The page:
HARRISBURG, Pa. -- At Pennsylvania Governor Edward G. Rendell's direction, the Department of Agriculture convened the first meeting of the Pennsylvania Fruit Task Force yesterday. The group is modeled after the successful Dairy Task Force the Governor created two years ago.

Rendell commissioned the task force to provide policy input to state officials on matters relating to this leading agricultural sector.

"Agriculture is critical to Pennsylvania's economy and we are working to support this more than $45 billion industry," the governor said.

Agriculture Secretary Dennis Wolff chaired Thursday's meeting, and said in order for the department to make informed decisions on the fruit production and processing industry, it must have thorough and timely information from those in the field.

"If we are to make good decisions, we need good information," said Wolff. "The industry partners we've assembled will be able to provide valuable information on issues facing Pennsylvania's growers and processors, so that we can begin to devise strategies that break down barriers to new markets, increase production and improve profits."

The Fruit Task Force consists of growers, processors, local and state officials, academic researchers, extension services and other interested organizations from across the state.

Before adjourning, members identified key areas demanding attention from state and federal officials, including:

  • Workforce availability. Despite improvements to technology, the challenge of retaining domestic workers and federal immigration policies hinder the productivity of fruit growers.

  • Research and Extension. More research is necessary to better understand how inclement weather and pests affect production. These efforts require additional funding and more effective means of delivering information to the producers.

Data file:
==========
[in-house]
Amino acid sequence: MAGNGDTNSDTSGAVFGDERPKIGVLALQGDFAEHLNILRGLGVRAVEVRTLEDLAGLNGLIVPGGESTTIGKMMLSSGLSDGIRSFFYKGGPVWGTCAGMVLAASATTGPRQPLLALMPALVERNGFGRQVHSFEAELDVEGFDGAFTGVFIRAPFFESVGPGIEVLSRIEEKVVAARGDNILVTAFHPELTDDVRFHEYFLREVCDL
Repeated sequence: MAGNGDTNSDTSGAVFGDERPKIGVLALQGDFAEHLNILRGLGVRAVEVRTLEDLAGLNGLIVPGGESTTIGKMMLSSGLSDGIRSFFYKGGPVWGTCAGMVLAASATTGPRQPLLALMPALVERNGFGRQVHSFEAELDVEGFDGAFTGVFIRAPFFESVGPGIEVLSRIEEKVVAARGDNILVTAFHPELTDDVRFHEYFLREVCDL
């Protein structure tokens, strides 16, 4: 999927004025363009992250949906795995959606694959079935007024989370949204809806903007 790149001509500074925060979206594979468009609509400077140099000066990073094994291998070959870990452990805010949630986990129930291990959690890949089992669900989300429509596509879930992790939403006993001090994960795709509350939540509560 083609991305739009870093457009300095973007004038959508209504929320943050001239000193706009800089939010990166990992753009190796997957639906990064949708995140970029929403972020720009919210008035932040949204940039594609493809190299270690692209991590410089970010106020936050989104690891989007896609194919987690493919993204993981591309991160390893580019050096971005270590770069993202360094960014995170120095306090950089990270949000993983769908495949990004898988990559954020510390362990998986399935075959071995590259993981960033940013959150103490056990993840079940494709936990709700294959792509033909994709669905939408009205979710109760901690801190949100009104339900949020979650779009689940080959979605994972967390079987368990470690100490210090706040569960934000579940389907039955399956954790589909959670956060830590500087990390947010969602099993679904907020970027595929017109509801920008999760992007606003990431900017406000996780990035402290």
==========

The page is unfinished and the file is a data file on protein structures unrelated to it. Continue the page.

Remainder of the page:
• Education. Industry leaders believe educating the public and prospective fruit growers is essential to growing this agricultural sector across the state.

  • Market Development. With growing competition from developing nations, domestic producers must dedicate greater resources to promoting local fruits and opening foreign markets to U.S. exports.

  • Management. As a whole, the industry must teach producers how to better manage their financial resources to weather downturns in the market or a poor crop yield.

  • Regulatory environment. Members of the task force intend to become more actively involved in federal and state policy-making on matters relevant to the industry.

  • The task force also decided to invite participation from other industry partners. Input will be sought from other state agencies, members of Congress and the tourism industry.

    According to Secretary Wolff, the timing of this task force coincides with issues facing elected officials and changing consumer preferences.

    "Congress has recently debated immigration concerns and, in the next year, it will begin work on the 2007 Farm Bill," said Wolff. "Additionally, as resources and efforts are coordinated more effectively, the industry will be positioned to capitalize on the growing demand for nutritious foods by an increasingly health-conscious society."

    Pennsylvania ranks among the top six states nationally in producing apples and grapes (4th), peaches and pears (5th), and strawberries (6th).

    The group is modeled after the Dairy Task Force appointed by Governor Rendell in July 2003. The Dairy Task Force serves as an integral resource to the agriculture secretary and the Center for Dairy Excellence. The original 40-member group has grown to more than 90 participants and has helped the dairy industry enjoy 14 consecutive months of production growth.

    For more information on the Fruit Task Force, contact Mike Pechart at 717-705-2122.

    SOURCE Pennsylvania Department of Agriculture via PR Newswire.